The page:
After leaving Astrometrics the previous evening, Seven had spent precisely forty-three standard minutes obtaining a nutritional supplement in the mess hall. Six hours and twenty-two minutes had been required for regeneration. Forty-seven minutes had been allotted to a visit to the schoolroom to consult with Nanny about lesson plans for the students (all holographic) which Seven was assigned to teach. The remaining hours and minutes had been passed in front of her computer screen in Cargo Bay Two, accessing Voyager's data banks and absorbing all she could concerning classrooms, educational philosophies, and instructional techniques within the time available. Because of her eidetic memory, what Seven perused in the files, Seven remembered.

It did not matter. Seven was still terrified she would fail.

No one must know a Borg--or former Borg, to be more accurate--was terrified of failure. So, Seven of Nine walked into the classroom, shoulders thrown back, bosom thrust out, abdominal muscles sucked into supporting her rigidly upright posture. Confidence and Borg were to be synonymous, if Seven had any control over the matter.

The first eyes to light upon her were the dark brown, fierce orbs of Larg and K'Kath. Jeffrey turned his head in her direction a moment later. The pupils of all three males immediately dilated. One trait shared by Klingon and human alike was that visible sign of sexual arousal. Seven stared coldly at them to dissuade them from making any comment to her. The males, after several more seconds of staring, turned away from her and resumed the conversation that had been interrupted by her entrance.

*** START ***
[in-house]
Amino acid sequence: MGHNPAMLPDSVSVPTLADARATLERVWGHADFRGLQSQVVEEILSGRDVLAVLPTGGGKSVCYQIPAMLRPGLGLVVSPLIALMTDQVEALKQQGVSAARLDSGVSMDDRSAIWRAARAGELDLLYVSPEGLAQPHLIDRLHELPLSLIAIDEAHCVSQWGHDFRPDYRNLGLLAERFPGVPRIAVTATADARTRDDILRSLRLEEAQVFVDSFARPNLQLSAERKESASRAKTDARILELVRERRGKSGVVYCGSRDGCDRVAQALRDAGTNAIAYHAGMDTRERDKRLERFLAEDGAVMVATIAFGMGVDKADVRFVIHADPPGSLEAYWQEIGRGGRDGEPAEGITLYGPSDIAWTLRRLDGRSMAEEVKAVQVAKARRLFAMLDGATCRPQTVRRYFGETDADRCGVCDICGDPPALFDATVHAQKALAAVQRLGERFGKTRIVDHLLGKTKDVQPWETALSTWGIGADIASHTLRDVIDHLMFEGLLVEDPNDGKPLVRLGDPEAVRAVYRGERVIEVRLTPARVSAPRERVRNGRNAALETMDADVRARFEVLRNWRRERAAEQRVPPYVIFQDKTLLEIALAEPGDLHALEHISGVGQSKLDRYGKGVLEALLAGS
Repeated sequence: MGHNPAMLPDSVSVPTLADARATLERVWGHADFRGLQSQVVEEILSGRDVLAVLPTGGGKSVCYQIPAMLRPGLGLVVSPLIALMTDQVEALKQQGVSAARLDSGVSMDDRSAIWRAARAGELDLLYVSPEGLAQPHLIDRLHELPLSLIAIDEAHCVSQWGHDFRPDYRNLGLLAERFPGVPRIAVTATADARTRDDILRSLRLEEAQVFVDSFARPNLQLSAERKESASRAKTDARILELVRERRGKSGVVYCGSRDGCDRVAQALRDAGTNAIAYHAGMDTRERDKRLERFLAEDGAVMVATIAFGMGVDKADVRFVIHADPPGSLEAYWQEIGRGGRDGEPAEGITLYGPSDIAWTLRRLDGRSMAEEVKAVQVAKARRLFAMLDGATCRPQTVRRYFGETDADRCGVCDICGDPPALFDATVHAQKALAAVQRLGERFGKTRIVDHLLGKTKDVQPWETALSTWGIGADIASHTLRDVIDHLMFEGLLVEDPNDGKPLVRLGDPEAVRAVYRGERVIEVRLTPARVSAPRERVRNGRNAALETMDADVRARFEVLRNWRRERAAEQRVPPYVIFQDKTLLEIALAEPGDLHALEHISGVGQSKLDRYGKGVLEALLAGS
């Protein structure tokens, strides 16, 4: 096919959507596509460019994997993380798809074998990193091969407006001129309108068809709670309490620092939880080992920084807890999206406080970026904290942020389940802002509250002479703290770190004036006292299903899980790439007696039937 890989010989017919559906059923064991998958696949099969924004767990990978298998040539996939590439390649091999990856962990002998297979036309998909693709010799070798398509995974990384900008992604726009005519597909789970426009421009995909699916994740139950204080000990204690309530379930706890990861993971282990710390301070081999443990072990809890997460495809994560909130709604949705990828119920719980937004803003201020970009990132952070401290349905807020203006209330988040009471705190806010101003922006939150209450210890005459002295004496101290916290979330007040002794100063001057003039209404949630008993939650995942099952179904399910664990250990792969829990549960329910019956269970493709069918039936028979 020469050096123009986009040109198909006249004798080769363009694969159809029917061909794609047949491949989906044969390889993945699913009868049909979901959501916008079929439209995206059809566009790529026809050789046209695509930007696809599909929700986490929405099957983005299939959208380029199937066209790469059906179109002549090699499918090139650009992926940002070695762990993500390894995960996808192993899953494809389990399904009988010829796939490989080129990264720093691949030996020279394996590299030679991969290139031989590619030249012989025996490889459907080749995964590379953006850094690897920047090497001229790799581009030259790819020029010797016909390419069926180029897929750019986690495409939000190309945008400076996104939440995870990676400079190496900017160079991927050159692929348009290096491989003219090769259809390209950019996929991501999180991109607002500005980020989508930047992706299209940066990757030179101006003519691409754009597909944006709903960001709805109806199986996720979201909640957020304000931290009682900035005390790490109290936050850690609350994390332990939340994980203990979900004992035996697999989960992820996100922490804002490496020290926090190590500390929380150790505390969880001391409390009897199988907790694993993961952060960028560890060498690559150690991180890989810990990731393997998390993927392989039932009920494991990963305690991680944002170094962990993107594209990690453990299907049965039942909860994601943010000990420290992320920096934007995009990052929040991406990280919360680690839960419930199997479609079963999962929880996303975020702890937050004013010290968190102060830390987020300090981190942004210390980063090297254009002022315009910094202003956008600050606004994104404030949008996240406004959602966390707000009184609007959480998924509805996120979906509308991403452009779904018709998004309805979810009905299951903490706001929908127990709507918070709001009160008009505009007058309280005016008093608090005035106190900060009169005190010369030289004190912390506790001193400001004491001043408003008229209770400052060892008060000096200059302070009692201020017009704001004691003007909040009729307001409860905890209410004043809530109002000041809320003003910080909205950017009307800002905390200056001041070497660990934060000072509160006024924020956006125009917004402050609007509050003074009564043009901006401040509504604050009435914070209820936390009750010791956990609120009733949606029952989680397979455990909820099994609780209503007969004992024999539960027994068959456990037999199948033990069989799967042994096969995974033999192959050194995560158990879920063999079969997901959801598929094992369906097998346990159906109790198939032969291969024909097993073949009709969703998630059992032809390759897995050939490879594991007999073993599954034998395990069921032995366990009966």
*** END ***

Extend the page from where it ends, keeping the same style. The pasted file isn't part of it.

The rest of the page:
In another corner, two younger children were present. Seven estimated that these two females were both equivalent to seven or eight-year old humans. One, in appearance, was all human. The other was a Klingon female. These were holographic representations, just as Jeffrey, Larg, and K'Kath were.

When Seven moved farther into the room, three other children materialized behind her. One was a Ktarian male, about the same age as the two female holographic children. The other two were female teenagers, a Klingon and a human in appearance. Seven observed the three teenage males stand up straighter, preening for the "girls." Seven looked for a third teenage female to appear, but none did. The lack of another girl meant that this program contained the potential for a significant amount of adolescent hormone-induced rivalry among the males. Seven wondered if she should blame Mr. Paris or the Doctor for this particular development in the program.

A moment later, Nanny shimmered into existence. "Seven!" she called out. "Welcome! It's good to see you. And who do we have here, arriving now?"